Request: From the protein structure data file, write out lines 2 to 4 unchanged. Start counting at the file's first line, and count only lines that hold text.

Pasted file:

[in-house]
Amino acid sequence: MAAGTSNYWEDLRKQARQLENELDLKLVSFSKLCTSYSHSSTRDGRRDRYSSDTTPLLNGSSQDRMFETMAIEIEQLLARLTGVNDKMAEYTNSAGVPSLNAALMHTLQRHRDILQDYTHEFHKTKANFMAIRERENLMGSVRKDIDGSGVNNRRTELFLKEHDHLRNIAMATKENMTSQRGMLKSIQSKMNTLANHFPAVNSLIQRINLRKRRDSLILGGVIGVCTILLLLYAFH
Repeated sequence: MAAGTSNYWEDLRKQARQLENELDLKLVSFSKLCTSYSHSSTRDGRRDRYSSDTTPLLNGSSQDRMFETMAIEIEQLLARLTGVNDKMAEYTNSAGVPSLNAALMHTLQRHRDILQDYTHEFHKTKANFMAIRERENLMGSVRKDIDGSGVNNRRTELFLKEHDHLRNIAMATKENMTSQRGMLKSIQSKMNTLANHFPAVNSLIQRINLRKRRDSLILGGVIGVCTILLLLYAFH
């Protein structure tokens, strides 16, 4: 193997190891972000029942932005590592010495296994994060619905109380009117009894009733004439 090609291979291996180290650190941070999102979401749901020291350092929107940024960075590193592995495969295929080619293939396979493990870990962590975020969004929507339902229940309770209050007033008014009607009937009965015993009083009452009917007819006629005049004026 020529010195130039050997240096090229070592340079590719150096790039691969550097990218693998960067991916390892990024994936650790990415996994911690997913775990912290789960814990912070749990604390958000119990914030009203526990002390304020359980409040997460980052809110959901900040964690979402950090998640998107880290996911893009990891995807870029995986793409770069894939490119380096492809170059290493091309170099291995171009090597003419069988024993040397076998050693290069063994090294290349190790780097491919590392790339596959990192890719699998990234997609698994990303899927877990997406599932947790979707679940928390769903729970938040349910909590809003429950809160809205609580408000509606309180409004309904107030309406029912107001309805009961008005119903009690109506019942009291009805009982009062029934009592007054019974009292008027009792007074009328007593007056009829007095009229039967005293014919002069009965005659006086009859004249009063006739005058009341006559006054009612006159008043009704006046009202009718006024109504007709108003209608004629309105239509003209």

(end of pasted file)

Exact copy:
Amino acid sequence: MAAGTSNYWEDLRKQARQLENELDLKLVSFSKLCTSYSHSSTRDGRRDRYSSDTTPLLNGSSQDRMFETMAIEIEQLLARLTGVNDKMAEYTNSAGVPSLNAALMHTLQRHRDILQDYTHEFHKTKANFMAIRERENLMGSVRKDIDGSGVNNRRTELFLKEHDHLRNIAMATKENMTSQRGMLKSIQSKMNTLANHFPAVNSLIQRINLRKRRDSLILGGVIGVCTILLLLYAFH
Repeated sequence: MAAGTSNYWEDLRKQARQLENELDLKLVSFSKLCTSYSHSSTRDGRRDRYSSDTTPLLNGSSQDRMFETMAIEIEQLLARLTGVNDKMAEYTNSAGVPSLNAALMHTLQRHRDILQDYTHEFHKTKANFMAIRERENLMGSVRKDIDGSGVNNRRTELFLKEHDHLRNIAMATKENMTSQRGMLKSIQSKMNTLANHFPAVNSLIQRINLRKRRDSLILGGVIGVCTILLLLYAFH
């Protein structure tokens, strides 16, 4: 193997190891972000029942932005590592010495296994994060619905109380009117009894009733004439 090609291979291996180290650190941070999102979401749901020291350092929107940024960075590193592995495969295929080619293939396979493990870990962590975020969004929507339902229940309770209050007033008014009607009937009965015993009083009452009917007819006629005049004026 020529010195130039050997240096090229070592340079590719150096790039691969550097990218693998960067991916390892990024994936650790990415996994911690997913775990912290789960814990912070749990604390958000119990914030009203526990002390304020359980409040997460980052809110959901900040964690979402950090998640998107880290996911893009990891995807870029995986793409770069894939490119380096492809170059290493091309170099291995171009090597003419069988024993040397076998050693290069063994090294290349190790780097491919590392790339596959990192890719699998990234997609698994990303899927877990997406599932947790979707679940928390769903729970938040349910909590809003429950809160809205609580408000509606309180409004309904107030309406029912107001309805009961008005119903009690109506019942009291009805009982009062029934009592007054019974009292008027009792007074009328007593007056009829007095009229039967005293014919002069009965005659006086009859004249009063006739005058009341006559006054009612006159008043009704006046009202009718006024109504007709108003209608004629309105239509003209």